First things first, Election Days are not days full of underwhelming disappointment. In other words, an Election Day is not usually a damp squib. That side of things are usually reserved for afterwards when approximately half the people who voted feel like there has been some sort of terrible mistake. An Election Day, like today, is exciting because one gets to exercise their right to vote, enter a building usually reserved for education or sport, and put a piece of paper in a ballot box. At least, that is how I approach an Election Day.
The best thing about Election Day is not the endless TV and other media coverage, it is the Polling Station. A place full of volunteers who in my experience are likely to be elderly, bearded, wearing beige or a combination of any of the above. Polling stations decorated in printed A4 and A5, with a few areas of seclusion for people to cast their votes in private. Incredibky exciting right?
I was 20 when I first voted in a general election, and my excitement at arriving at the Langtoft Pavillion was palpable. That said, as soon as I popped my piece of paper in the box, I was kind of done with the whole process. Well, apart from the smugness I gained with the act of voting. It is an excitement I have experienced ever since, even with the locals.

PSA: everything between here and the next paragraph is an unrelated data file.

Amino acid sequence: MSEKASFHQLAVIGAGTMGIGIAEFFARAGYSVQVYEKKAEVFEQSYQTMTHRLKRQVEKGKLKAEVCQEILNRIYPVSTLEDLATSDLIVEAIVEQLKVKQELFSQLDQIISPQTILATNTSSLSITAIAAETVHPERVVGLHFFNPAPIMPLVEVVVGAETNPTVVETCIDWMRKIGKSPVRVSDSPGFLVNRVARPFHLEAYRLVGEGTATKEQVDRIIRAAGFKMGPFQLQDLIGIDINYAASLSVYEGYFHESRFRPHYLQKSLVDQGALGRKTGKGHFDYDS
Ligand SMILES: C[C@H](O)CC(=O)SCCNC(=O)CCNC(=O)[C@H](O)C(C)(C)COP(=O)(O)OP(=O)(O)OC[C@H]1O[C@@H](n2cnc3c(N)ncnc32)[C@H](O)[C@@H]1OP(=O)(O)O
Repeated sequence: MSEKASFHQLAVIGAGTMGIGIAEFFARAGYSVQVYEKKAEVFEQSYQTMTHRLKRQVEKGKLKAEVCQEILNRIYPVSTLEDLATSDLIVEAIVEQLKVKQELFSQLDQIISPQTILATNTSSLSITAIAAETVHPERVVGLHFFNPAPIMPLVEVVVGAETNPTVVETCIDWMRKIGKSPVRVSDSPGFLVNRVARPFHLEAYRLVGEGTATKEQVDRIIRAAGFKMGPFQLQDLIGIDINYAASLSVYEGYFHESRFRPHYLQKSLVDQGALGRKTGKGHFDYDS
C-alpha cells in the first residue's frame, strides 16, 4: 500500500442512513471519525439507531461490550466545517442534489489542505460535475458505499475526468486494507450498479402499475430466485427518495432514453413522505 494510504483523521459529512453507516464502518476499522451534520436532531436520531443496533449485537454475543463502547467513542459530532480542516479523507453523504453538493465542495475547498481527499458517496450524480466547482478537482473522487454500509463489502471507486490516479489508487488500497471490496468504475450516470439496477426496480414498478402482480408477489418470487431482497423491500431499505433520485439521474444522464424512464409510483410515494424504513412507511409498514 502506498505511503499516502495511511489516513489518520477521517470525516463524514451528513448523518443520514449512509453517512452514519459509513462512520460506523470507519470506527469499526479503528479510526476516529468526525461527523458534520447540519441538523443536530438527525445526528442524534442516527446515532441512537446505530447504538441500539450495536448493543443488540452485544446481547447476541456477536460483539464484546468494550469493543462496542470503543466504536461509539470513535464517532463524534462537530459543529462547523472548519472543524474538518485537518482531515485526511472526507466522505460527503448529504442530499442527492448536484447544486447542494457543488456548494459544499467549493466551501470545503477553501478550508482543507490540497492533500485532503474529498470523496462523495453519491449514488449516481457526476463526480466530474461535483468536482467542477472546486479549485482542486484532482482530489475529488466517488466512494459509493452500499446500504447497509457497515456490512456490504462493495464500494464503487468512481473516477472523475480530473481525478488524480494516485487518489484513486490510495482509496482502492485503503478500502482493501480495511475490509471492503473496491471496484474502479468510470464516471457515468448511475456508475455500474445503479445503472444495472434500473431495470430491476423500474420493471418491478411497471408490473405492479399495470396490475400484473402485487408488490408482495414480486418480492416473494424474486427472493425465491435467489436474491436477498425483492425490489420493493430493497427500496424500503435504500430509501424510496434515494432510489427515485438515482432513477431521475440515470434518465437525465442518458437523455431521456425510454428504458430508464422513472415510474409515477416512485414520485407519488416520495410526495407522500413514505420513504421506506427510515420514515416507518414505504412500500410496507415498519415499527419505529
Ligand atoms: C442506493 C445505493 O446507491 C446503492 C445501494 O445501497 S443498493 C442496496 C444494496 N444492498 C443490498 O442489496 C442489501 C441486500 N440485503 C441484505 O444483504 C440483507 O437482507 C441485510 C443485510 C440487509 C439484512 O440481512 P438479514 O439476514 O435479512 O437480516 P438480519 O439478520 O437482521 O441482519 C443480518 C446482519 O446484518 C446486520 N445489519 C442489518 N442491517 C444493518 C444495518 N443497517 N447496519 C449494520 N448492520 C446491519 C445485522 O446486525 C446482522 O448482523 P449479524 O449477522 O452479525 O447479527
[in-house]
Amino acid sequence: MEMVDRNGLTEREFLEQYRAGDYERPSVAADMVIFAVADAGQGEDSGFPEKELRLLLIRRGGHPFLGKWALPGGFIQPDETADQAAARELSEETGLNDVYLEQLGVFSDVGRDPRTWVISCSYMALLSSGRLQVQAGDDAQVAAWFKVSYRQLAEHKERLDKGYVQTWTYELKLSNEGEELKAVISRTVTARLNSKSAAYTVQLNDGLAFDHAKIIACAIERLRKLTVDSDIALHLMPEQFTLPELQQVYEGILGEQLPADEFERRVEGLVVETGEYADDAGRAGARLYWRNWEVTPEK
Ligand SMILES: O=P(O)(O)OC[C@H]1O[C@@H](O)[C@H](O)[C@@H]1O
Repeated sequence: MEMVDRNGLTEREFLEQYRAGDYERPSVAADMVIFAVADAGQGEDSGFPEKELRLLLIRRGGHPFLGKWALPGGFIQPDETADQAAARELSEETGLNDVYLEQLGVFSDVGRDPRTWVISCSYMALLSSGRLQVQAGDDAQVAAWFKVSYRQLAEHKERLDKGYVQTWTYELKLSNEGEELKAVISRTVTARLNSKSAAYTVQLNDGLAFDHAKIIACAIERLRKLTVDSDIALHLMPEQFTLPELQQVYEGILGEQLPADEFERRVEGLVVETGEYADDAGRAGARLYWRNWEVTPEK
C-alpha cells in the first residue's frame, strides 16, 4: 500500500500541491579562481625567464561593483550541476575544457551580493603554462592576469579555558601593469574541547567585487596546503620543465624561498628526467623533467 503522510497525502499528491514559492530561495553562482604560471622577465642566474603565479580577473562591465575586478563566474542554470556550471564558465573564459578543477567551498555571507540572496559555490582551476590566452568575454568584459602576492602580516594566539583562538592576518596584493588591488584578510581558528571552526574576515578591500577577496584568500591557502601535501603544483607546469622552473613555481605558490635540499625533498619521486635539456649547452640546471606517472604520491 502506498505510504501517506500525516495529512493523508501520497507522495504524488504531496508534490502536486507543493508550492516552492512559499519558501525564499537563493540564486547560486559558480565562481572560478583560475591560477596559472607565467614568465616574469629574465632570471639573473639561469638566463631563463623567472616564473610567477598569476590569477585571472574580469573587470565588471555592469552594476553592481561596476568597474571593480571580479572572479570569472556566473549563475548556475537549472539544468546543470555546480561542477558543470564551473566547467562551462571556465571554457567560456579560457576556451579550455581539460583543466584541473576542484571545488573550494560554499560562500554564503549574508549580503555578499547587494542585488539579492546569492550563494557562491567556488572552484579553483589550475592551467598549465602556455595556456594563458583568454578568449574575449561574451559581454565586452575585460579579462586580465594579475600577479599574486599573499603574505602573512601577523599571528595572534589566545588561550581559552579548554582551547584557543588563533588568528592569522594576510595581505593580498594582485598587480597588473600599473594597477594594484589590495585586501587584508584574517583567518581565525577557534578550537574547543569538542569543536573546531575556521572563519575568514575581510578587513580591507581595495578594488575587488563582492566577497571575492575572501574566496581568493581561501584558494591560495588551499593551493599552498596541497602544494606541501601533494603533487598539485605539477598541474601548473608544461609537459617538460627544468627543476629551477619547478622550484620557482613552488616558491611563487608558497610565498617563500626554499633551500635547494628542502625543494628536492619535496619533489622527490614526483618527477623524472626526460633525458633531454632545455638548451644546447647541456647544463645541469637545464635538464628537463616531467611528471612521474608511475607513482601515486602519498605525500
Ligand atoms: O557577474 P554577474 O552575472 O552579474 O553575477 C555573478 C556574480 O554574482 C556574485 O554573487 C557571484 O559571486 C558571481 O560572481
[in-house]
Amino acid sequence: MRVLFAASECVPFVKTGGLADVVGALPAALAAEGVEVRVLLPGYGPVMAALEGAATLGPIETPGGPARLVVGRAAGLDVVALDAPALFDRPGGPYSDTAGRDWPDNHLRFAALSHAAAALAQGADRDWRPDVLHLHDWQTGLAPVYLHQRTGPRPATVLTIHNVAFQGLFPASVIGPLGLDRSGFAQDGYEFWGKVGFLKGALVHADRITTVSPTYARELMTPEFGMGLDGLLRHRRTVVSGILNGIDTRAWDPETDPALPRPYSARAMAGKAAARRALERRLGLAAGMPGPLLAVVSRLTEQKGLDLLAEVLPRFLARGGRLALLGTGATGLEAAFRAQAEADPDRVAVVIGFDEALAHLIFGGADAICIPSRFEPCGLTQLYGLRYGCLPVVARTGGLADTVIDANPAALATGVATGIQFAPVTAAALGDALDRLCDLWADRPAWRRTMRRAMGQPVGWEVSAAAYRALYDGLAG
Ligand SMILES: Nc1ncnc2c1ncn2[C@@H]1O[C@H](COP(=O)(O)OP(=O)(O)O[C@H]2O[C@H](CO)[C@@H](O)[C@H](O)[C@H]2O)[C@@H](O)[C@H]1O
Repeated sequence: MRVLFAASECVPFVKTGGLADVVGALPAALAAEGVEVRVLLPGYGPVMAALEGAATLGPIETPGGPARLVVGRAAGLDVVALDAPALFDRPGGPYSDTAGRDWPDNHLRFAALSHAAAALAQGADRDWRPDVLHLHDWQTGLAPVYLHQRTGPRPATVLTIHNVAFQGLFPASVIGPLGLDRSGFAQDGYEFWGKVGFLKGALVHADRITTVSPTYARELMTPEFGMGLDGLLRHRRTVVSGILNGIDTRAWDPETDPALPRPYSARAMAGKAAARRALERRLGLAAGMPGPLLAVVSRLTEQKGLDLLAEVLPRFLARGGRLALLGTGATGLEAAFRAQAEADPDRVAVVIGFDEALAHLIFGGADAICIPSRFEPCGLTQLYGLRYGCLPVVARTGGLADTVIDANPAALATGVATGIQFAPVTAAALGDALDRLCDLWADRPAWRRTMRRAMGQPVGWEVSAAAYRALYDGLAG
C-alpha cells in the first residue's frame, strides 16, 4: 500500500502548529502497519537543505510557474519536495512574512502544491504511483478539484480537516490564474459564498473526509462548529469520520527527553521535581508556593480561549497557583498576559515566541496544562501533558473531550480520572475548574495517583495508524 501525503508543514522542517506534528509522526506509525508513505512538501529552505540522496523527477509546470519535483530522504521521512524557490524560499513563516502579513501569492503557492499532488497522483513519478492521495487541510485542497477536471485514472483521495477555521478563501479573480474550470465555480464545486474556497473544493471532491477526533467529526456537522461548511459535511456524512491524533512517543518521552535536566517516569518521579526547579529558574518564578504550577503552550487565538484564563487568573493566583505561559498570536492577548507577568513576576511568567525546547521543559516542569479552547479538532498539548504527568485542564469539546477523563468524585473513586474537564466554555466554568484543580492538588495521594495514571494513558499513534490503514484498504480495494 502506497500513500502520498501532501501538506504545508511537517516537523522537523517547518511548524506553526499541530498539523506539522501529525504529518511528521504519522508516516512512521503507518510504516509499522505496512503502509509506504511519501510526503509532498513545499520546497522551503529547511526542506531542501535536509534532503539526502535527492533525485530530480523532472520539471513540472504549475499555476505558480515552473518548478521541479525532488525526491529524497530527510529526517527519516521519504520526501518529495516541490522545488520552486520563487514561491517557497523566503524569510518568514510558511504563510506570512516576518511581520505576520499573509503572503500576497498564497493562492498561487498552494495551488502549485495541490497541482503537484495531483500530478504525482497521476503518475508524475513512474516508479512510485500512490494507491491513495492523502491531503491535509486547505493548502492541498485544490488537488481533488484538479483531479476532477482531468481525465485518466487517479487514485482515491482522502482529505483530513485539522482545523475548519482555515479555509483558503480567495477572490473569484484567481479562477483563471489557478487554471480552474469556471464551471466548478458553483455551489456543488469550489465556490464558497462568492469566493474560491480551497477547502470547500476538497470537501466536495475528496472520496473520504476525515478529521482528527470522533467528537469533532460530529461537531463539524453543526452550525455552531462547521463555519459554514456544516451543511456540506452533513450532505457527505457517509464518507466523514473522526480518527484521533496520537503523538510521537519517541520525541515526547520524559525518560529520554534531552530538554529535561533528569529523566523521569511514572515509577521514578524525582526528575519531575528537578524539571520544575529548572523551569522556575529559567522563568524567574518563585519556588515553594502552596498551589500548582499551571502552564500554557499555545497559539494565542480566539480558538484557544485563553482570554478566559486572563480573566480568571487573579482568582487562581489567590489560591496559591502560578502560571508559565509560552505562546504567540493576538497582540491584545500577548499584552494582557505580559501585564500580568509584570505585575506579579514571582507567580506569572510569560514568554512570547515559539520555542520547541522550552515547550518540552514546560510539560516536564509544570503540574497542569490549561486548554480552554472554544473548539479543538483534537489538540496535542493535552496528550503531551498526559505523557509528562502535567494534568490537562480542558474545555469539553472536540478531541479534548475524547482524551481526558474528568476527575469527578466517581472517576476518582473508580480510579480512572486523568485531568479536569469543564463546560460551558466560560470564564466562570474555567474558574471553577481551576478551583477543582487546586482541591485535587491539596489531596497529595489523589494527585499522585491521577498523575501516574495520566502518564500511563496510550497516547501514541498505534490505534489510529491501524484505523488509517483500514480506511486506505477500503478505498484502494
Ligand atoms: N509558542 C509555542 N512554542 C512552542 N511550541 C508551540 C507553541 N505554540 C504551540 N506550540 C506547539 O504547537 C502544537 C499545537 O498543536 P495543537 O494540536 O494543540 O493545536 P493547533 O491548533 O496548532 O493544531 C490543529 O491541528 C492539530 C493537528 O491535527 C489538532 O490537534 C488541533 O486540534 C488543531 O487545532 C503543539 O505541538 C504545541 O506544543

This year, the damp squib came early… It came last Thursday to be precise, which was when I ticked a box and then put that in another box. That’s right, for reasons related to myeloma, I had to postal vote. There will be no polling station for me today. Who would have thought that cancer would have an impact on the way in which I can vote, but it has. Cancer has also had an impact on who I vote for, but that is by the by.
My anger with myeloma today, firmly rests at the fact that I had to vote via the post. I am more annoyed than I thought I would be, because today, I would have been capable of walking the few hundred metres to and from my local polling station. I am not capable of doing that walk as I type, but earlier… I did not know this at the time I voted however, and I thought in the interest of democracy, it was best not to throw caution to the wind.
Despite my pre transplant panic, postal voting was a very easy affair. I had to put an envelope in an envelope and find my way to a post box, but that’s about it. It took three days to work up the enery, but that’s it. Unfortunately, I did not get the chance to post pictures on social media of the exterior of my polling station. That is Myeloma’s fault and because of myeloma, my General Election 2015 voting experience and Election Day, looked like this:
And so, without further adieu, I wish you a happy Election Day.